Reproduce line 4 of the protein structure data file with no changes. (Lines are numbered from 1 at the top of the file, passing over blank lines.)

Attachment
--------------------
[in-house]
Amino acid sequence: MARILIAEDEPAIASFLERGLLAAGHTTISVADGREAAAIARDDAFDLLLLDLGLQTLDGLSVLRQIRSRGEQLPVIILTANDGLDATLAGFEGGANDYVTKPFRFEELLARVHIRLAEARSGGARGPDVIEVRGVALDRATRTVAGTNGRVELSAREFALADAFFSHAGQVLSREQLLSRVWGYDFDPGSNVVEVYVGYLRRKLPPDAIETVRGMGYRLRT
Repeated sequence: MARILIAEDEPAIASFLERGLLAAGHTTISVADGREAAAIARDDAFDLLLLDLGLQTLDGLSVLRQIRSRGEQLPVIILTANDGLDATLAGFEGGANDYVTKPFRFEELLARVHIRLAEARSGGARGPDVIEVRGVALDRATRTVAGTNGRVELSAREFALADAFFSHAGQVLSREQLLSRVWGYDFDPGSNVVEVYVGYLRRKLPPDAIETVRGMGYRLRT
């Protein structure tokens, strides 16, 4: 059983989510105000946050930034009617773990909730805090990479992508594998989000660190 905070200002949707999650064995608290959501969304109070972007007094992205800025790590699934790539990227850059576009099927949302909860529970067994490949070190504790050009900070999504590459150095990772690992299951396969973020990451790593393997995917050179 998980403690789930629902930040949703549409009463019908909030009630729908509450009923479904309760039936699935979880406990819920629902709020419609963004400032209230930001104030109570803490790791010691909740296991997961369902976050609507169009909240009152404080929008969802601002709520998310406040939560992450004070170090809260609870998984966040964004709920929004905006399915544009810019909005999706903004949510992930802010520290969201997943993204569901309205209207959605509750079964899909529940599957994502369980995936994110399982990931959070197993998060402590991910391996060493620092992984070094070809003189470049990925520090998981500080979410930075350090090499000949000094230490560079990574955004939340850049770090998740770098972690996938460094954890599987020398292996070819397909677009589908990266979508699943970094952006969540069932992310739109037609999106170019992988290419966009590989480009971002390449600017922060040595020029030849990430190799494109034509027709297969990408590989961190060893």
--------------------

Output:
């Protein structure tokens, strides 16, 4: 059983989510105000946050930034009617773990909730805090990479992508594998989000660190 905070200002949707999650064995608290959501969304109070972007007094992205800025790590699934790539990227850059576009099927949302909860529970067994490949070190504790050009900070999504590459150095990772690992299951396969973020990451790593393997995917050179 998980403690789930629902930040949703549409009463019908909030009630729908509450009923479904309760039936699935979880406990819920629902709020419609963004400032209230930001104030109570803490790791010691909740296991997961369902976050609507169009909240009152404080929008969802601002709520998310406040939560992450004070170090809260609870998984966040964004709920929004905006399915544009810019909005999706903004949510992930802010520290969201997943993204569901309205209207959605509750079964899909529940599957994502369980995936994110399982990931959070197993998060402590991910391996060493620092992984070094070809003189470049990925520090998981500080979410930075350090090499000949000094230490560079990574955004939340850049770090998740770098972690996938460094954890599987020398292996070819397909677009589908990266979508699943970094952006969540069932992310739109037609999106170019992988290419966009590989480009971002390449600017922060040595020029030849990430190799494109034509027709297969990408590989961190060893």